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How to Get Rid Of Keratosis Pilaris with Mild Soap

Keratosis Pilaris is an unattractive and uncomfortable skin condition but really isn’t a serious medical or health concern. A genetic disorder that is likened to acne because of its looks, the condition causes plugs and clogs of dead skin to build-up and block hair follicles, causing inflamed, red bumps on the skin. The condition usually occurs on the arms, legs, forearms, buttocks and even the face. Keratosis Pilaris can be treated and managed with a daily skincare regimen by trying to preserve and maintain the skin’s protective, natural oils.

Usually what patients end up doing is taking long showers and extending bathing periods trying to wet the skin to keep it soft. However the skin needs moisture to reduce the redness and roughness, and not a continuous flow of water on the skin. Another mistake people make is using ordinary soap for skin cleansing, which dries out the skin, making the condition worse. The best thing to do for treating KP is gently cleansing and exfoliating the area using a mild, soap-free cleanser or a gentle soap, and moisturizing the area every day.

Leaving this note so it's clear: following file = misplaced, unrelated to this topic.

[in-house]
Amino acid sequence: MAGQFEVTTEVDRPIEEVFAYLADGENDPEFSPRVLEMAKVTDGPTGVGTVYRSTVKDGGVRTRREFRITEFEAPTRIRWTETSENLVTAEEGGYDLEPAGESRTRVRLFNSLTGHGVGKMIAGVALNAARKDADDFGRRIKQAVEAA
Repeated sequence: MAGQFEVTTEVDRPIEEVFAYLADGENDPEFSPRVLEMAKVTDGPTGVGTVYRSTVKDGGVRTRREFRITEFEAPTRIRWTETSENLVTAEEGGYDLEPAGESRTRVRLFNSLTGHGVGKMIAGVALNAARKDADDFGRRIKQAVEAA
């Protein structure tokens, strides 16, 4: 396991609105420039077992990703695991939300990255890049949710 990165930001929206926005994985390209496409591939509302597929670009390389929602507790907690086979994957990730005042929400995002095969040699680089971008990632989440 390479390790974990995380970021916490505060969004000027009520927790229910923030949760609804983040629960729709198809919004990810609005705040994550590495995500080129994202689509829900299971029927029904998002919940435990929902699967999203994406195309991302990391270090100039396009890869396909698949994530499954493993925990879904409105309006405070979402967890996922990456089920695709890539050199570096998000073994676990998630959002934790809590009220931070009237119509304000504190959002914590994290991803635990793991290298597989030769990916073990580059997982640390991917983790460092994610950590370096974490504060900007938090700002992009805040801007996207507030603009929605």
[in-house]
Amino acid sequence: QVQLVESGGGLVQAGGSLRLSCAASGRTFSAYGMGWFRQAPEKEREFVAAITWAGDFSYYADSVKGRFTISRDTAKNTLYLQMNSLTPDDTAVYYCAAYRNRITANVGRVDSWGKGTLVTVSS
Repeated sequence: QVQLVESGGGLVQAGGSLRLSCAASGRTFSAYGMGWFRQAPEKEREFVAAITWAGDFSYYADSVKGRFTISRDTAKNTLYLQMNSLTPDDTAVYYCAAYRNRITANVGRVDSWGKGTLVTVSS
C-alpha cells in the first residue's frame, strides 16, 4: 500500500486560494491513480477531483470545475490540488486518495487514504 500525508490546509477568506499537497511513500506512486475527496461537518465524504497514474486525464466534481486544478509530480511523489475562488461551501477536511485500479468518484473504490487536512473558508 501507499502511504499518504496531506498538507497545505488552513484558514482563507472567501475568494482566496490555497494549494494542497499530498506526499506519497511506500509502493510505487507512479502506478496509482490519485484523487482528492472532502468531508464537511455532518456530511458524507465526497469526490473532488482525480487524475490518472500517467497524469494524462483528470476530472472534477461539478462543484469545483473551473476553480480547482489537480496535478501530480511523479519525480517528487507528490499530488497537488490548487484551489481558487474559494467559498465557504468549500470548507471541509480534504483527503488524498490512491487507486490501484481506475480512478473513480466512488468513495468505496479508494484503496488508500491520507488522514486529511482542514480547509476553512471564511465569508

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A “dry skin method” of bathing, mild soaps, and lubrication should be employed. Using mild, gentle soaps such as Dove soap less cleanser, Cetaphil Cleansing Lotion, Oil of Olay, or the Lever 2000 antibacterial soap are recommended for cleansing the skin of patients with KP. Other gentle mixtures that can be used as alternatives to mild soaps are natural products with emollients, salicylic acid, lactic acid, urea, glycolic acid or a mixture of equal parts of granulated sugar and olive oil. These mild soaps should be used to scrub during showering lightly using mild loofahs, Buf-Pufs, mild scrub pads and washcloths. After showering and rinsing with mild soap, patients are supposed to pat the area dry and apply moisturizing lotions containing lactic acid such as Lac-Hydrin or Amlactin. This method of cleansing with mild soaps doesn’t dry out the skin, keeps it moisturized, reduces the irritation and redness that comes with usual soaps and provides relief to people with KP.

People with KP are strictly advised against using bubble baths, swimming pools, hot tubs, or exfoliating washes and harsh loofahs, or even trying to scrub off harshly or trying to scrape off the skin. Parents to young children with KP are advised to avoid all kinds of soaps for bathing them and most young children with KP need to bathe only two times a week.

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